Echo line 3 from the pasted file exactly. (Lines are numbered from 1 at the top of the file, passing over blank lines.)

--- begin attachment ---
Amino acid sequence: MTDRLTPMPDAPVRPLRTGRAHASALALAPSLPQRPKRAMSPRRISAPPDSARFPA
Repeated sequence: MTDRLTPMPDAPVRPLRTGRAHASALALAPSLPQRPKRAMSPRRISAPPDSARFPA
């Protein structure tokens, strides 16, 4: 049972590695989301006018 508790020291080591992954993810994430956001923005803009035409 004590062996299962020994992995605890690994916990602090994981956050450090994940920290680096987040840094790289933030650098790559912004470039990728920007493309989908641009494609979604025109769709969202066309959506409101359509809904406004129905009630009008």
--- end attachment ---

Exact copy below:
């Protein structure tokens, strides 16, 4: 049972590695989301006018 508790020291080591992954993810994430956001923005803009035409 004590062996299962020994992995605890690994916990602090994981956050450090994940920290680096987040840094790289933030650098790559912004470039990728920007493309989908641009494609979604025109769709969202066309959506409101359509809904406004129905009630009008």